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The Ellen Payne Odom Genealogy Library Family Tree
Beth's Weekly Moultrie Observer Column - Week 67
(This appears here courtesy of The Moultrie Observer)

   Ponded water was hard to find in the Moultrie area before the advent of the Soil and Water Conservation program during the latter 1930s, but a group of ingenious youngsters did their fishing in downtown Moultrie in 1906.

   In 1904, the A. M. Tyler building was gutted by fire.  Some two years later, observant businessmen saw a half-dozen young boys, carrying fishing poles, disappear into what remained of the Tyler structure.  Later, they reappeared with small fish on a string.

   A closer inspection revealed that a pond, 15 to 20 inches in depth had been created by rain and time.  Nobody tried to explain how the pond became “alive” with small fish!

   Moultrie and Colquitt County have been recognized for their outstanding legal fraternity since the earliest days of incorporated activity.  As early as 1903-1904, more than a dozen attorneys of prominence were practicing in Moultrie.  Among them were T. H. Parker, Robert L. Shipp, James A Humphreys, W.A. Covington, W.F. Way, Y.L. Watson, Alfred Kline, E.L. Bryan, Judge W.S. Humphreys, J. D. McKenize (sic), and L. L. Moore. 

   A second artesian well was drilled in Moultrie in the early summer of 1901.

   The new well was ten-inches in diameter, as compared to the six inches of the first well.  The new well was located just across South Broad Street (now First Avenue South), across from the old one.  The water system was extended after the well was drilled.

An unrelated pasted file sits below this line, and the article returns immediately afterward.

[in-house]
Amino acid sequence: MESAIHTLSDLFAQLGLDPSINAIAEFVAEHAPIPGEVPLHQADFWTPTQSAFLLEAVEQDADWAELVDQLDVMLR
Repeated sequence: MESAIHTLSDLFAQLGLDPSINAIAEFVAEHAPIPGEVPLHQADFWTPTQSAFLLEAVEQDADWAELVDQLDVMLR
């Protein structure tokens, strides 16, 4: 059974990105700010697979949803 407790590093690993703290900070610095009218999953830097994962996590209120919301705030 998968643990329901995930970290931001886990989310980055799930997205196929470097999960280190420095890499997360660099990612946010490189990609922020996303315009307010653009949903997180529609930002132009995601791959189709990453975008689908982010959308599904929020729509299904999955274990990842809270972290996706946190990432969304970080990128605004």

Doerun was having a problem with saloons early in 1902.

   Someone discovered that the town charter contained no mention of saloons or licensing them – or even of prohibiting them.

   It was assumed, therefore, that the county commissioners would have to license or refuse saloons in Doerun.  However, two members of that body declined to vote and another was absent, so no action could be taken.

   Several persons opened saloons because of the indecision of the authority and said they would keep them open until a chartering clause was adopted “one way or another.”

   Historical records are scarce for one of the oldest churches in the area.  It is known that the Pleasant Grove Primitive Baptist Church was constituted around a log fire about two miles east of Moultrie in January of 1864, but notations about pastors who have served the congregation and other facts of the church life are unavailable.

   Elder M. T. Sheppard served as pastor from 1934 – 1961.  Elder Troy C. Hayes took over at that time and was still the leader of the small congregation in 1976.

   The first deacons of Pleasant Grove Church were R. J. Norman, Joel S. Norman, Moses C. Norman and George Newton.  Other than these charter members, it is unknown who made up the remainder of the original congregation.

   A 76-year-old Worth countian who moved into what was originally Irwin County in 1838 recalled the Indian Wars of the territory in an interview with The Observer staff in 1901.

   During a visit to Moultrie, he said he barely recalled coming with his family into then Irwin County at the age of three, but could “well recollect the fights with Indians.”

   The citizen was Seaborn Harrell, who was also described as “one of the first subscribers of The Observer.”

   Changes in agricultural production between the turn of the 20th century and now is shown in the kind of hogs being raised.

   In early 1901, D. N. Horne, a widely known naval stores operator who also owned one of the earlier farms developed from de-stumped pinelands, reported killing a sow on his place which weighed 405 pounds after it had been dressed.  The animal was 16 months old.

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